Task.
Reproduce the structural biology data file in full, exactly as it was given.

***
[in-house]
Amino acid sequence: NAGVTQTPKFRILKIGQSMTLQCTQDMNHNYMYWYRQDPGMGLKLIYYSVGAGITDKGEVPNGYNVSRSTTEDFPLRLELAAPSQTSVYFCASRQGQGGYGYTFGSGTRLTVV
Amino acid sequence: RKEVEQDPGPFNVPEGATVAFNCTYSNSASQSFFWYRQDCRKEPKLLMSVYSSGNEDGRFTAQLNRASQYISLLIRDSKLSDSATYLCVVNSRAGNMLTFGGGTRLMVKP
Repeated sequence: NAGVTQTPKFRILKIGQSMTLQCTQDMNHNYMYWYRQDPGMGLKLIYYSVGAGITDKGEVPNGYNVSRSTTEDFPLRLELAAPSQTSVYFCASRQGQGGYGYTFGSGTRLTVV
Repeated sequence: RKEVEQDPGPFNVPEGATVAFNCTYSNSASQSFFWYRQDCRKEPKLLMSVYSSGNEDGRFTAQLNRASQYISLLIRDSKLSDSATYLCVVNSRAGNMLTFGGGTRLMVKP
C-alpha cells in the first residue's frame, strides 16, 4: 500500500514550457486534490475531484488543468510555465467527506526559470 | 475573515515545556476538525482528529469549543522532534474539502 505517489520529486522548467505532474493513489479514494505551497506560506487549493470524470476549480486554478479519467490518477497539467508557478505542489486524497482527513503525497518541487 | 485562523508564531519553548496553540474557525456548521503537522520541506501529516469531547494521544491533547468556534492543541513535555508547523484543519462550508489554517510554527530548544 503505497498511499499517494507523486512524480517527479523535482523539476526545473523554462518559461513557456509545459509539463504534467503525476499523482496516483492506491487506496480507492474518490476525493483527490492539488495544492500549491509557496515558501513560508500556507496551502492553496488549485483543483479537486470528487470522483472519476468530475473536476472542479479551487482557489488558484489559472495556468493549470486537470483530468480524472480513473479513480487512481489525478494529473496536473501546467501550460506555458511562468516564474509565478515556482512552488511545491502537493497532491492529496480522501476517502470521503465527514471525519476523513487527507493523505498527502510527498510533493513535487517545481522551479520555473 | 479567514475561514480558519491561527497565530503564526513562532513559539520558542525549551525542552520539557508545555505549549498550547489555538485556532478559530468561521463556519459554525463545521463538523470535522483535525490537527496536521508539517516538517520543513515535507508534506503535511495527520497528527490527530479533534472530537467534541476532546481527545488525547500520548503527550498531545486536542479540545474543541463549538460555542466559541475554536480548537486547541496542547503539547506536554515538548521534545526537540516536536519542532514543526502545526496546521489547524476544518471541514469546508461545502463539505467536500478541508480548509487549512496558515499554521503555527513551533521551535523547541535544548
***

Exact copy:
[in-house]
Amino acid sequence: NAGVTQTPKFRILKIGQSMTLQCTQDMNHNYMYWYRQDPGMGLKLIYYSVGAGITDKGEVPNGYNVSRSTTEDFPLRLELAAPSQTSVYFCASRQGQGGYGYTFGSGTRLTVV
Amino acid sequence: RKEVEQDPGPFNVPEGATVAFNCTYSNSASQSFFWYRQDCRKEPKLLMSVYSSGNEDGRFTAQLNRASQYISLLIRDSKLSDSATYLCVVNSRAGNMLTFGGGTRLMVKP
Repeated sequence: NAGVTQTPKFRILKIGQSMTLQCTQDMNHNYMYWYRQDPGMGLKLIYYSVGAGITDKGEVPNGYNVSRSTTEDFPLRLELAAPSQTSVYFCASRQGQGGYGYTFGSGTRLTVV
Repeated sequence: RKEVEQDPGPFNVPEGATVAFNCTYSNSASQSFFWYRQDCRKEPKLLMSVYSSGNEDGRFTAQLNRASQYISLLIRDSKLSDSATYLCVVNSRAGNMLTFGGGTRLMVKP
C-alpha cells in the first residue's frame, strides 16, 4: 500500500514550457486534490475531484488543468510555465467527506526559470 | 475573515515545556476538525482528529469549543522532534474539502 505517489520529486522548467505532474493513489479514494505551497506560506487549493470524470476549480486554478479519467490518477497539467508557478505542489486524497482527513503525497518541487 | 485562523508564531519553548496553540474557525456548521503537522520541506501529516469531547494521544491533547468556534492543541513535555508547523484543519462550508489554517510554527530548544 503505497498511499499517494507523486512524480517527479523535482523539476526545473523554462518559461513557456509545459509539463504534467503525476499523482496516483492506491487506496480507492474518490476525493483527490492539488495544492500549491509557496515558501513560508500556507496551502492553496488549485483543483479537486470528487470522483472519476468530475473536476472542479479551487482557489488558484489559472495556468493549470486537470483530468480524472480513473479513480487512481489525478494529473496536473501546467501550460506555458511562468516564474509565478515556482512552488511545491502537493497532491492529496480522501476517502470521503465527514471525519476523513487527507493523505498527502510527498510533493513535487517545481522551479520555473 | 479567514475561514480558519491561527497565530503564526513562532513559539520558542525549551525542552520539557508545555505549549498550547489555538485556532478559530468561521463556519459554525463545521463538523470535522483535525490537527496536521508539517516538517520543513515535507508534506503535511495527520497528527490527530479533534472530537467534541476532546481527545488525547500520548503527550498531545486536542479540545474543541463549538460555542466559541475554536480548537486547541496542547503539547506536554515538548521534545526537540516536536519542532514543526502545526496546521489547524476544518471541514469546508461545502463539505467536500478541508480548509487549512496558515499554521503555527513551533521551535523547541535544548